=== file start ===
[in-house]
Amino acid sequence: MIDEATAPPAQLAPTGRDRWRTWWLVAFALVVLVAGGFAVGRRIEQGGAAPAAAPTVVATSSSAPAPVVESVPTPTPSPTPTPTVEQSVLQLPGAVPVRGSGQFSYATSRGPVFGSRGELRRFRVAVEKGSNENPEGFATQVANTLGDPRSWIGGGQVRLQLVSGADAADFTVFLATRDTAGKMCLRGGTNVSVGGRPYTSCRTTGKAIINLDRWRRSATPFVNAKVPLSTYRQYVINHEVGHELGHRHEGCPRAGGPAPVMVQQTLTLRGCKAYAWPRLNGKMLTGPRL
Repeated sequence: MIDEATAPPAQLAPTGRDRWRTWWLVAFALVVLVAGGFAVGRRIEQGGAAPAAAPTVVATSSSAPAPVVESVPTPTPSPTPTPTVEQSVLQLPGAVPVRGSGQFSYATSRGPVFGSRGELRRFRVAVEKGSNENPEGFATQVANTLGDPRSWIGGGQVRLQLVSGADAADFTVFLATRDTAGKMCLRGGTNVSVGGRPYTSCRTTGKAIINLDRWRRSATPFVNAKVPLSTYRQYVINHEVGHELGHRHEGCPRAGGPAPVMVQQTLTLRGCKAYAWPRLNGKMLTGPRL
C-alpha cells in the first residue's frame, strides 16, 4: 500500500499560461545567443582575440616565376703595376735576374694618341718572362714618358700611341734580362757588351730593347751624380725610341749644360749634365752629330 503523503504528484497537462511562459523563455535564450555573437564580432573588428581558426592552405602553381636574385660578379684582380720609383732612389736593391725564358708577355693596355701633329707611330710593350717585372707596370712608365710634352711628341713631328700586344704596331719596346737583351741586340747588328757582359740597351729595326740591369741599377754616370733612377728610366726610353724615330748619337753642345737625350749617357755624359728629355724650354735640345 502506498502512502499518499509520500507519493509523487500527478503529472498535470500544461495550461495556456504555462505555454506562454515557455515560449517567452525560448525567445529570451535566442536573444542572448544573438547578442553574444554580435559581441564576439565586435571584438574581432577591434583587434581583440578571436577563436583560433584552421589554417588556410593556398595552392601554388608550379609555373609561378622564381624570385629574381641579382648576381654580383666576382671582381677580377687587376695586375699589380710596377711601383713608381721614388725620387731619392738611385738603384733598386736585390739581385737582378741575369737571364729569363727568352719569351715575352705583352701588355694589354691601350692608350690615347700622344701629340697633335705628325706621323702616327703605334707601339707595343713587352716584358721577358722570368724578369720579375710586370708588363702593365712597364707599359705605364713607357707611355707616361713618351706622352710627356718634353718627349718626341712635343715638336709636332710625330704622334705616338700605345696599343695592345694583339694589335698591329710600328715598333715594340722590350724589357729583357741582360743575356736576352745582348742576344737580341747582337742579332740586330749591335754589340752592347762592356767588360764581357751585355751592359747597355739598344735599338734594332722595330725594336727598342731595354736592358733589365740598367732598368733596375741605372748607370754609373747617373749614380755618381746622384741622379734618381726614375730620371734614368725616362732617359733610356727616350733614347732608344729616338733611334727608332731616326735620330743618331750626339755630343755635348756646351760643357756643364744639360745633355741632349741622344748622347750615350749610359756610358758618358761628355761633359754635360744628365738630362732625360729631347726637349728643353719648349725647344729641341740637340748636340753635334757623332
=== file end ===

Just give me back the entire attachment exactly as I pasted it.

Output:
[in-house]
Amino acid sequence: MIDEATAPPAQLAPTGRDRWRTWWLVAFALVVLVAGGFAVGRRIEQGGAAPAAAPTVVATSSSAPAPVVESVPTPTPSPTPTPTVEQSVLQLPGAVPVRGSGQFSYATSRGPVFGSRGELRRFRVAVEKGSNENPEGFATQVANTLGDPRSWIGGGQVRLQLVSGADAADFTVFLATRDTAGKMCLRGGTNVSVGGRPYTSCRTTGKAIINLDRWRRSATPFVNAKVPLSTYRQYVINHEVGHELGHRHEGCPRAGGPAPVMVQQTLTLRGCKAYAWPRLNGKMLTGPRL
Repeated sequence: MIDEATAPPAQLAPTGRDRWRTWWLVAFALVVLVAGGFAVGRRIEQGGAAPAAAPTVVATSSSAPAPVVESVPTPTPSPTPTPTVEQSVLQLPGAVPVRGSGQFSYATSRGPVFGSRGELRRFRVAVEKGSNENPEGFATQVANTLGDPRSWIGGGQVRLQLVSGADAADFTVFLATRDTAGKMCLRGGTNVSVGGRPYTSCRTTGKAIINLDRWRRSATPFVNAKVPLSTYRQYVINHEVGHELGHRHEGCPRAGGPAPVMVQQTLTLRGCKAYAWPRLNGKMLTGPRL
C-alpha cells in the first residue's frame, strides 16, 4: 500500500499560461545567443582575440616565376703595376735576374694618341718572362714618358700611341734580362757588351730593347751624380725610341749644360749634365752629330 503523503504528484497537462511562459523563455535564450555573437564580432573588428581558426592552405602553381636574385660578379684582380720609383732612389736593391725564358708577355693596355701633329707611330710593350717585372707596370712608365710634352711628341713631328700586344704596331719596346737583351741586340747588328757582359740597351729595326740591369741599377754616370733612377728610366726610353724615330748619337753642345737625350749617357755624359728629355724650354735640345 502506498502512502499518499509520500507519493509523487500527478503529472498535470500544461495550461495556456504555462505555454506562454515557455515560449517567452525560448525567445529570451535566442536573444542572448544573438547578442553574444554580435559581441564576439565586435571584438574581432577591434583587434581583440578571436577563436583560433584552421589554417588556410593556398595552392601554388608550379609555373609561378622564381624570385629574381641579382648576381654580383666576382671582381677580377687587376695586375699589380710596377711601383713608381721614388725620387731619392738611385738603384733598386736585390739581385737582378741575369737571364729569363727568352719569351715575352705583352701588355694589354691601350692608350690615347700622344701629340697633335705628325706621323702616327703605334707601339707595343713587352716584358721577358722570368724578369720579375710586370708588363702593365712597364707599359705605364713607357707611355707616361713618351706622352710627356718634353718627349718626341712635343715638336709636332710625330704622334705616338700605345696599343695592345694583339694589335698591329710600328715598333715594340722590350724589357729583357741582360743575356736576352745582348742576344737580341747582337742579332740586330749591335754589340752592347762592356767588360764581357751585355751592359747597355739598344735599338734594332722595330725594336727598342731595354736592358733589365740598367732598368733596375741605372748607370754609373747617373749614380755618381746622384741622379734618381726614375730620371734614368725616362732617359733610356727616350733614347732608344729616338733611334727608332731616326735620330743618331750626339755630343755635348756646351760643357756643364744639360745633355741632349741622344748622347750615350749610359756610358758618358761628355761633359754635360744628365738630362732625360729631347726637349728643353719648349725647344729641341740637340748636340753635334757623332